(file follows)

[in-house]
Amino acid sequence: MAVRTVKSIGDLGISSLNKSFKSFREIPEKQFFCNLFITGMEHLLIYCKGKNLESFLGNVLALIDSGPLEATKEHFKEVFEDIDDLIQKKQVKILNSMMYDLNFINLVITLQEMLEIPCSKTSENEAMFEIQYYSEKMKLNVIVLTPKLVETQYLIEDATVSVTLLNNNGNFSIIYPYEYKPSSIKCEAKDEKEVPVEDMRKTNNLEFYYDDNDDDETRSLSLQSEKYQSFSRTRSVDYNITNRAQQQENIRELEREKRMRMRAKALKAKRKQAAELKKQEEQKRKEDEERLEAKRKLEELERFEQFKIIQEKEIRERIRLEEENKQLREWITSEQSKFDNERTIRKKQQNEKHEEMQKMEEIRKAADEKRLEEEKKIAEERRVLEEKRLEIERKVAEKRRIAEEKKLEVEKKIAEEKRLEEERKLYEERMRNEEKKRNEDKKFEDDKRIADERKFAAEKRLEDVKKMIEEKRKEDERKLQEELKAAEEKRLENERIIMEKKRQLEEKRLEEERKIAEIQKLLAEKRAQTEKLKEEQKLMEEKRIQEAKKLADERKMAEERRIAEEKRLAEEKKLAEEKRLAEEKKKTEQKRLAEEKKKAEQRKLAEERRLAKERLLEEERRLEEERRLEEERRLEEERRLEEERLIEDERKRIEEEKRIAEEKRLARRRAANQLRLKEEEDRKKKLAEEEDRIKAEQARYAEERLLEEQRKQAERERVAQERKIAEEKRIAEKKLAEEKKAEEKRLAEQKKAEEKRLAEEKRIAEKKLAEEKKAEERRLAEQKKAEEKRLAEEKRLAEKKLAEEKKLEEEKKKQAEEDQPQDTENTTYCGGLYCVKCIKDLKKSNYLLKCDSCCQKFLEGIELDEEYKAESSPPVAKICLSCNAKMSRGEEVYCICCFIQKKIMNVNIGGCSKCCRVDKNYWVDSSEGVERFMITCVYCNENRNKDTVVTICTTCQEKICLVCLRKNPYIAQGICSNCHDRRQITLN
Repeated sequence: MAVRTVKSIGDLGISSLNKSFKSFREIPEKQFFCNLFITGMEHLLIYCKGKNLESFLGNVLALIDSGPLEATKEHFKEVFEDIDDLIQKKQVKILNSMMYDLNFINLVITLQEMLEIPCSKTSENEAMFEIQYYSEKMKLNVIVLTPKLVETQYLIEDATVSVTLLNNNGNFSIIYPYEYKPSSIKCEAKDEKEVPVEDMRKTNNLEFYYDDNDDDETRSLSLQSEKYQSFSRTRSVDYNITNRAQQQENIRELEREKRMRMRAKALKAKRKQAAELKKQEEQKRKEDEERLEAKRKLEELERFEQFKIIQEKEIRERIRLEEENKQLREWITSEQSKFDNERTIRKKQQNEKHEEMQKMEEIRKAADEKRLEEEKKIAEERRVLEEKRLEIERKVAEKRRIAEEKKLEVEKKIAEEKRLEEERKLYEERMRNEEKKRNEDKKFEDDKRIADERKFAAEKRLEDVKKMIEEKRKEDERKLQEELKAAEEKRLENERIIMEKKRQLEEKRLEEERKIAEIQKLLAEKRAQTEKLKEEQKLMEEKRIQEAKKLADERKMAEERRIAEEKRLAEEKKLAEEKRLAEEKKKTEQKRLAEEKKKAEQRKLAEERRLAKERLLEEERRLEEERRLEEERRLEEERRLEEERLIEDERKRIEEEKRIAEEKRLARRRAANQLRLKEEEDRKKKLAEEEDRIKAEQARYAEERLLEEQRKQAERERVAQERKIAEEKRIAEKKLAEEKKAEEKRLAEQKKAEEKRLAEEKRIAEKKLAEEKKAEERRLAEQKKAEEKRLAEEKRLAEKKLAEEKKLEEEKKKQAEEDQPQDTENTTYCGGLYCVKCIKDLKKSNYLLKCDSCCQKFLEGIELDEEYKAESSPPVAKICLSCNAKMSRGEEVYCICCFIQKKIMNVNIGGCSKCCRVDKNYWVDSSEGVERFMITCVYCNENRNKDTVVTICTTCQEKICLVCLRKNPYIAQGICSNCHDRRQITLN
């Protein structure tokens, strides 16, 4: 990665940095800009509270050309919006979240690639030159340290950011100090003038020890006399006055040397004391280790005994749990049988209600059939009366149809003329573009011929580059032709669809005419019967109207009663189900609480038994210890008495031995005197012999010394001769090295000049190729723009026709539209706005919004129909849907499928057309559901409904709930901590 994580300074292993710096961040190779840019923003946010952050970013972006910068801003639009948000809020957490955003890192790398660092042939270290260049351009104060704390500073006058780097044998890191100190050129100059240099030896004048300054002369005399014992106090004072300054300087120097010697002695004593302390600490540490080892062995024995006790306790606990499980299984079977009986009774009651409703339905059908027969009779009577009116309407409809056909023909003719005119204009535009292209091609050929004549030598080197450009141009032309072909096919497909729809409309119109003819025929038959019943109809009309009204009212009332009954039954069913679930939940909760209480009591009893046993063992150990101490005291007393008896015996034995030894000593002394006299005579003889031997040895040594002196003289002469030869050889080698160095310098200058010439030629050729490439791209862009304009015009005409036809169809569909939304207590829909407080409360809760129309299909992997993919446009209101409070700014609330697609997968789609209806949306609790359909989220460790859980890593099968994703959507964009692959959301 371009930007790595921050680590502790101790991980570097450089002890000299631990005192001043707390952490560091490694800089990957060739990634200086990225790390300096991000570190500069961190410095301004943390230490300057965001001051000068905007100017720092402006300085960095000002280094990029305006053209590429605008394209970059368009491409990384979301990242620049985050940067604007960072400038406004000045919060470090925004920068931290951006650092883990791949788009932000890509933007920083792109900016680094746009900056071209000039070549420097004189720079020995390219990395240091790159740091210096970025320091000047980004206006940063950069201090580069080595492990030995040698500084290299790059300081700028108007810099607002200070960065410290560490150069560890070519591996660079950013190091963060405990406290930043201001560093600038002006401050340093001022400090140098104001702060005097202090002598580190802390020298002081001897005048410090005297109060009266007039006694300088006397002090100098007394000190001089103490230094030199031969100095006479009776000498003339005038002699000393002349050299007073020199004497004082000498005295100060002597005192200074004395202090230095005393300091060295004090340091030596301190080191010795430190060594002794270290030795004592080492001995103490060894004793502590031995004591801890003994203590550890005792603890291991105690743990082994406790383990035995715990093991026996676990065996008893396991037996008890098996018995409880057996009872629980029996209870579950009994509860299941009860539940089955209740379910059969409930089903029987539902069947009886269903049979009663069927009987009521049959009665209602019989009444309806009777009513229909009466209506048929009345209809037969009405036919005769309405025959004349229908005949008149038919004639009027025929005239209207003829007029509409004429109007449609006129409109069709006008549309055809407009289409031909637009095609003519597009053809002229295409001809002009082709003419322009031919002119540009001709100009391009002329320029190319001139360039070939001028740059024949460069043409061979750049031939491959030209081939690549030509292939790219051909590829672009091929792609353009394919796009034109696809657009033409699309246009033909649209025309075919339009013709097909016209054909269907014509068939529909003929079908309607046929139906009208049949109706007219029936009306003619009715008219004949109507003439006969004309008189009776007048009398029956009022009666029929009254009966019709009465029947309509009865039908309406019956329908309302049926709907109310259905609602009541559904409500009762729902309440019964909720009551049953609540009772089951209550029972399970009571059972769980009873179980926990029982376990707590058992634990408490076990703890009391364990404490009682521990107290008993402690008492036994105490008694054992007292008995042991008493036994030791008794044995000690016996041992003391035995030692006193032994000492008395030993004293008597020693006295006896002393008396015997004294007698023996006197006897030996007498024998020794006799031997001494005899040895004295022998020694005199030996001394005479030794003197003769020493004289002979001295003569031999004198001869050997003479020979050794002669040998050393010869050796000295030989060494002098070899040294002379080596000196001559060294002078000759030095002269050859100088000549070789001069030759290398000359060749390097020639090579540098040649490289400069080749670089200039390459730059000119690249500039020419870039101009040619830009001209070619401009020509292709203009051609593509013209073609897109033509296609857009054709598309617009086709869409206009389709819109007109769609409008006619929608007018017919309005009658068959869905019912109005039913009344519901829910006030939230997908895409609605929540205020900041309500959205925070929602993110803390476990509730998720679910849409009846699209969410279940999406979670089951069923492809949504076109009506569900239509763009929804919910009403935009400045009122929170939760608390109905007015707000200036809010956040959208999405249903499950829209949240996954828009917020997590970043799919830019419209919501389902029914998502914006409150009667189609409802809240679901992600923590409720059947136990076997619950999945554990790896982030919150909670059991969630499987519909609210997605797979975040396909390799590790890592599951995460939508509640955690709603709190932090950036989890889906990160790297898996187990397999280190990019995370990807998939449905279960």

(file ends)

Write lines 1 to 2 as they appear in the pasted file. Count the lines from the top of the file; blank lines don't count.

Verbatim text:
[in-house]
Amino acid sequence: MAVRTVKSIGDLGISSLNKSFKSFREIPEKQFFCNLFITGMEHLLIYCKGKNLESFLGNVLALIDSGPLEATKEHFKEVFEDIDDLIQKKQVKILNSMMYDLNFINLVITLQEMLEIPCSKTSENEAMFEIQYYSEKMKLNVIVLTPKLVETQYLIEDATVSVTLLNNNGNFSIIYPYEYKPSSIKCEAKDEKEVPVEDMRKTNNLEFYYDDNDDDETRSLSLQSEKYQSFSRTRSVDYNITNRAQQQENIRELEREKRMRMRAKALKAKRKQAAELKKQEEQKRKEDEERLEAKRKLEELERFEQFKIIQEKEIRERIRLEEENKQLREWITSEQSKFDNERTIRKKQQNEKHEEMQKMEEIRKAADEKRLEEEKKIAEERRVLEEKRLEIERKVAEKRRIAEEKKLEVEKKIAEEKRLEEERKLYEERMRNEEKKRNEDKKFEDDKRIADERKFAAEKRLEDVKKMIEEKRKEDERKLQEELKAAEEKRLENERIIMEKKRQLEEKRLEEERKIAEIQKLLAEKRAQTEKLKEEQKLMEEKRIQEAKKLADERKMAEERRIAEEKRLAEEKKLAEEKRLAEEKKKTEQKRLAEEKKKAEQRKLAEERRLAKERLLEEERRLEEERRLEEERRLEEERRLEEERLIEDERKRIEEEKRIAEEKRLARRRAANQLRLKEEEDRKKKLAEEEDRIKAEQARYAEERLLEEQRKQAERERVAQERKIAEEKRIAEKKLAEEKKAEEKRLAEQKKAEEKRLAEEKRIAEKKLAEEKKAEERRLAEQKKAEEKRLAEEKRLAEKKLAEEKKLEEEKKKQAEEDQPQDTENTTYCGGLYCVKCIKDLKKSNYLLKCDSCCQKFLEGIELDEEYKAESSPPVAKICLSCNAKMSRGEEVYCICCFIQKKIMNVNIGGCSKCCRVDKNYWVDSSEGVERFMITCVYCNENRNKDTVVTICTTCQEKICLVCLRKNPYIAQGICSNCHDRRQITLN